Fed eases real estate tax rules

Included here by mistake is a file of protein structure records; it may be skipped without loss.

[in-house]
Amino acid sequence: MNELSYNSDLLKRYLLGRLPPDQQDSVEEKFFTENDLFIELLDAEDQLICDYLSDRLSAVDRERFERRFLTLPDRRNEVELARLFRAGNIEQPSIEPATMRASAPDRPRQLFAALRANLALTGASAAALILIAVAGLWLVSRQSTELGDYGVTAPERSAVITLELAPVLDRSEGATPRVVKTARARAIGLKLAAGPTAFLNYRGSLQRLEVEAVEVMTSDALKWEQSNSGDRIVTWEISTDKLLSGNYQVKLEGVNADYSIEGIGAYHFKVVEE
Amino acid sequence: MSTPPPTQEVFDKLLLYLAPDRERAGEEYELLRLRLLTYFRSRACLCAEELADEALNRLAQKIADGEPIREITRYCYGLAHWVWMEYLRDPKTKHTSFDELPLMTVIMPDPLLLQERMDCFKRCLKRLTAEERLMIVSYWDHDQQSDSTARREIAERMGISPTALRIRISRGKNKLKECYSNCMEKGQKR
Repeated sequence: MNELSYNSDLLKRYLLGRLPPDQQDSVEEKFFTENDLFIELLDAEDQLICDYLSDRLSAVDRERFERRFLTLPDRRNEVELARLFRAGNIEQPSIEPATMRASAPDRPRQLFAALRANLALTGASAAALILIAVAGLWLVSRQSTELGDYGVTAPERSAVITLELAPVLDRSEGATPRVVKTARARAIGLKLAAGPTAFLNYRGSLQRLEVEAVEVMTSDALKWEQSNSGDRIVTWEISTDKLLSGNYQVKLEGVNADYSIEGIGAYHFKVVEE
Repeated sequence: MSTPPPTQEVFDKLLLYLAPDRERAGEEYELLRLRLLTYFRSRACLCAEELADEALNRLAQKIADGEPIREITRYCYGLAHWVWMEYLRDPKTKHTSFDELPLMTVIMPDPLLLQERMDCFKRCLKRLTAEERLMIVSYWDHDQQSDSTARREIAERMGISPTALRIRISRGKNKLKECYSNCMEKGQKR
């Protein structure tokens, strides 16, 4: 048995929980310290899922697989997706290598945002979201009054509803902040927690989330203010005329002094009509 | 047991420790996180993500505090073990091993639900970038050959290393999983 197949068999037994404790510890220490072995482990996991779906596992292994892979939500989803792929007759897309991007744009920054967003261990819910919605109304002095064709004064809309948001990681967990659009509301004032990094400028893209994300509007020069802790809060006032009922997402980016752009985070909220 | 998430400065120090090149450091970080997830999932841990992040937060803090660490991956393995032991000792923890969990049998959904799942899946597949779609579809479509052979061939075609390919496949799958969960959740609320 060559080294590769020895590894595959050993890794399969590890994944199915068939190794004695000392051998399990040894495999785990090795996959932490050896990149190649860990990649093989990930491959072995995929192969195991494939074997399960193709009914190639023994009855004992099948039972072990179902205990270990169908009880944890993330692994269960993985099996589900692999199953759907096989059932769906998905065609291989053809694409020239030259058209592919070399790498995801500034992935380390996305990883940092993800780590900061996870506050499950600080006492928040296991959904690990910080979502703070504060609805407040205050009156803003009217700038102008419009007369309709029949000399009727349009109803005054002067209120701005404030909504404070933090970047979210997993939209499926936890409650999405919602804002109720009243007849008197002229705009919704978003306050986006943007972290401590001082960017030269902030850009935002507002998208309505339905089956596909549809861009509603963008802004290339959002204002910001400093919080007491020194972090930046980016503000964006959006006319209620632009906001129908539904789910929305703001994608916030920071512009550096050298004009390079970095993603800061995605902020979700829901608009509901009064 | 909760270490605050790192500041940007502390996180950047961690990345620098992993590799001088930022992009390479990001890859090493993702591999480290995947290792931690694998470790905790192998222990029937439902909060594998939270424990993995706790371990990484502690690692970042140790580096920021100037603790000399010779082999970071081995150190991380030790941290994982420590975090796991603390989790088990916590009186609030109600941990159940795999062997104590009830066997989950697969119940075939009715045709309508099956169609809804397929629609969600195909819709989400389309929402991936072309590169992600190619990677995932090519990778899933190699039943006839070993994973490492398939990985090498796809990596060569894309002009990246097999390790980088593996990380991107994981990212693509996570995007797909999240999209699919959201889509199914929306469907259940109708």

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In 2003, the IRS issued new liberalized rules interpreting the $250,000 principal residence sale tax exemption (up to $500,000 for a married couple filing jointly) and the first court case interpreting Internal Revenue Code 121 was decided. Before getting to the new developments, let's review the basic rules. THE EASY ELIGIBILITY RULES. Internal Revenue Code 121, enacted by Congress in 1997, offers up to $250,000 tax-free principal residence sale capital gains. A qualified married couple can claim up to $500,000 tax-free sales home profits. Purchase Bob Bruss reports online. To qualify, the seller(s) must have owned and occupied their principal residence an "aggregate" two of the five years before the home sale. Occupancy need not be continuous. Nor must the residence be the seller's principal residence at the time of sale. For example, if the seller owned and occupied the home for two years, and then rented it to tenants up to three years, the sale qualifies. This tax exemption ...